So how do we all slow down and shop consciously? And what does that mean from my end? How do we sell differently, think differently, work with the customer differently? We are testing some programming around this. We’re bringing women into our stores to say, stop, slow down. We show the line carefully, and encourage them to feel and think about the clothes differently, not just shop quickly and impulsively, but to slow down and see how the line works and buy the things that work for them. We’re playing with that idea: How do we share how to think differently about purchasing?
WWD: The Marie Kondo of it all is very interesting. Other people have brought that up.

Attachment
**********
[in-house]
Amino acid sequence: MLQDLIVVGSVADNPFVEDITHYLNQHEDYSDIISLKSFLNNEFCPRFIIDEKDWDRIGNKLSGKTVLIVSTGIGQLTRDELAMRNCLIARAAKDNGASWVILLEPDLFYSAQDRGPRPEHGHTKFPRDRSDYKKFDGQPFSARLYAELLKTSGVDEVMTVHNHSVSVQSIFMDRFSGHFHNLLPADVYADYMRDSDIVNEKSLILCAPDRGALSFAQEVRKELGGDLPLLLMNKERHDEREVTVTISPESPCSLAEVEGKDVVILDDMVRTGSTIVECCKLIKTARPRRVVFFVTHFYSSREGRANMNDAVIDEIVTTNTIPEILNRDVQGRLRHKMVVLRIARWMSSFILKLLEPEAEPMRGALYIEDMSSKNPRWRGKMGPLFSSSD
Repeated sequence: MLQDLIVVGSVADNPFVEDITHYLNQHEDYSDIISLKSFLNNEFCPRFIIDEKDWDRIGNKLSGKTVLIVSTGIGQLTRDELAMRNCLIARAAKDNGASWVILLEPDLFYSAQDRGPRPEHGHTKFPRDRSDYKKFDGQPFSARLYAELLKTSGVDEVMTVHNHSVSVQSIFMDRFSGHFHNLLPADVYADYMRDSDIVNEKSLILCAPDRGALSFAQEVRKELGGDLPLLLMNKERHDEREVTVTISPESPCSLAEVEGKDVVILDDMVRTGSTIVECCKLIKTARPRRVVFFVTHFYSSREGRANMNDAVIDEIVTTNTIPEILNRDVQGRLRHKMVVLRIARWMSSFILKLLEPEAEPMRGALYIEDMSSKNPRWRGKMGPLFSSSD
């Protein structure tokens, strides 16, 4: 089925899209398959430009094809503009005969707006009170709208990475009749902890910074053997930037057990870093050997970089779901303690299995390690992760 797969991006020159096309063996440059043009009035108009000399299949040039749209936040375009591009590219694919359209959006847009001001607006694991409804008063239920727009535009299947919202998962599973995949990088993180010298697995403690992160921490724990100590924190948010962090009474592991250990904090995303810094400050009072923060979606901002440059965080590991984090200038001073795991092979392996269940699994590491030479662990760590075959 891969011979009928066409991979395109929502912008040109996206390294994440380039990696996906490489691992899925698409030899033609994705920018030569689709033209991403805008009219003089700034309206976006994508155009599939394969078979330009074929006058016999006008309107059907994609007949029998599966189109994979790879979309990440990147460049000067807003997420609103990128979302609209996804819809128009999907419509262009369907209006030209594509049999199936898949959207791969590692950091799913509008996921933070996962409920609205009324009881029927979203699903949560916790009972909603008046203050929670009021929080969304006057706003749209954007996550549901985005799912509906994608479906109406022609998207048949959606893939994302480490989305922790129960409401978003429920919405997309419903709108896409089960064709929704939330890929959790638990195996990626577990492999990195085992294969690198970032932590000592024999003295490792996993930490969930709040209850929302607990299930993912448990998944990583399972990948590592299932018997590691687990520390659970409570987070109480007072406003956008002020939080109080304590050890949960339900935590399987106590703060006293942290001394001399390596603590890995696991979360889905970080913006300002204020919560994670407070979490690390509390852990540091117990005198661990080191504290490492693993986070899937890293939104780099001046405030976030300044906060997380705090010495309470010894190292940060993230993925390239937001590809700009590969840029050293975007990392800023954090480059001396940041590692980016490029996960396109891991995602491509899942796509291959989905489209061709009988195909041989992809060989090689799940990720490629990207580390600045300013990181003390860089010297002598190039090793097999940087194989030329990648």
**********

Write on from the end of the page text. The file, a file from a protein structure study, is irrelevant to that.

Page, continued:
E.F.: It’s that idea of simplifying, but you can still find joy, you can have the things you love. We need to clean our closets regularly; it’s a really hard thing to do. But if we do it, we shop more consciously and we’re more likely to get the things that we need, and to remember the things that we wore a lot and if we need to replace them, what was it about them that worked for us — the neckline, the shape, the proportions, the fabric? We need to understand what our needs are not only be impulsively drawn towards something amazing. But we need some of that, too. We need the inspiration because that’s the joy piece. It’s a balance.